Sec. 4. Any and all such contracts, agreements or arrangements for professional services negotiated, made or entered into, directly or indirectly, by any agency or department of the State of Texas, county, municipality, political subdivision, district, authority or publicly-owned utility in any way in violation of the provisions of this Act or any part thereof are hereby declared to be void as contrary to the public policy of this State and shall not be given effect or enforced by any Court of this State or by any of its public officers or employees. (Emphasis added).
We are required to interpret a statute in a way
which expresses only the will of the makers of the law, not forced nor strained, but simply such as the words of the law in their plain sense fairly sanction and will clearly sustain.
Railroad Commission of Texas v. Miller, 434 S.W.2d 670, 672 (Tex.1968), quoting Texas Highway Commission v. El Paso Building and Construction Trades Council, 234 S.W.2d 857 (Tex.1950).
The clear terms of the Act itself do not merely permit the consideration by the agency of the fees charged for certain professional services, but require it. While the Act expressly prohibits the awarding of contracts for certain professional services on the basis of competitive bids, it clearly requires an agency to award such contracts "on the basis of demonstrated competence and qualifications for the type of professional services to be performed and at fair and reasonable prices." V.T.C.S. art. 664-4, s 3 (emphasis added). Section 3 goes on to require that such professional fees be "consistent with and not higher than the published recommended practices and fees of the various applicable professional associations and do not exceed the maximum provided by any state law." Therefore, the imposition of fees must be one factor considered by any agency in awarding a contract for such professional services; however, it cannot be the only factor to be considered. Section 8 of Acts 1971, 62nd Legislature, chapter 38, page 73, the emergency provision of the Act, contains the following language detailing the public policy considerations prompting the passage of the Act:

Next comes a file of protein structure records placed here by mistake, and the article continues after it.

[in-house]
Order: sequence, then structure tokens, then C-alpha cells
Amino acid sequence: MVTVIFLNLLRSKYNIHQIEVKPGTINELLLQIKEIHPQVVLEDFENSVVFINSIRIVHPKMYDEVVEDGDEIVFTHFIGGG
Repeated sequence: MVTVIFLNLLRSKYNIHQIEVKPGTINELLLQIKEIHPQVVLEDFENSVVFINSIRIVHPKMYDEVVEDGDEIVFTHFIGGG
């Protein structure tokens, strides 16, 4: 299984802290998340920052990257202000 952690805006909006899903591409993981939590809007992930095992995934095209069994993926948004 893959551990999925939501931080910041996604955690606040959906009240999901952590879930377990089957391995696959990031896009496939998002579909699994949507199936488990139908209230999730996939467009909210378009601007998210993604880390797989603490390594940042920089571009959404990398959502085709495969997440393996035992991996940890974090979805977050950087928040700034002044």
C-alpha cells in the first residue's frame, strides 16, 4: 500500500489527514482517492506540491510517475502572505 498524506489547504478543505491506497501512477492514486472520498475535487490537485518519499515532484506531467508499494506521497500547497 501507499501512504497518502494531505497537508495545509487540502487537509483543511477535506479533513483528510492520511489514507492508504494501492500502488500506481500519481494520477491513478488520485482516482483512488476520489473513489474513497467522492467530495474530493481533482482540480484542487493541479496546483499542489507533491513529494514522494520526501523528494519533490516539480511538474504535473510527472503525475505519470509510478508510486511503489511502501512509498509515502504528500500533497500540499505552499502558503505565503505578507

The fact that the selection of certified public accountants, architects, physicians, optometrists, surgeons and professional engineers on the basis of the lowest bid places a premium on incompetence and is the most likely procedure for selecting the least able or qualified and the most incompetent practitioner for the performance of services vitally affecting the health, welfare and safety of the public and that, in spite of repeated expressions of the legislature excepting such professional services from statutes providing for competitive bidding procedures, some public officers continue to apply competitive bidding procedures to the selection of such professional personnel, creates an emergency of the greatest public importance to the health, safety and welfare of the people of Texas .... (Emphasis added).
Accordingly, we answer your first question in the negative. As a result, we need not answer your second question.
Article 664-4, V.T.C.S., (the Professional Services Procurement Act), does not prohibit the inclusion on a questionnaire submitted to engineers or architects being considered for employment of any question designed to elicit information regarding professional fees which such engineers or architects would find appropriate for the project being considered.
Very truly yours,
Attorney General of Texas
First Assistant Attorney General
David R. Richards
Executive Assistant Attorney General
Prepared by Jim Moellinger
Assistant Attorney General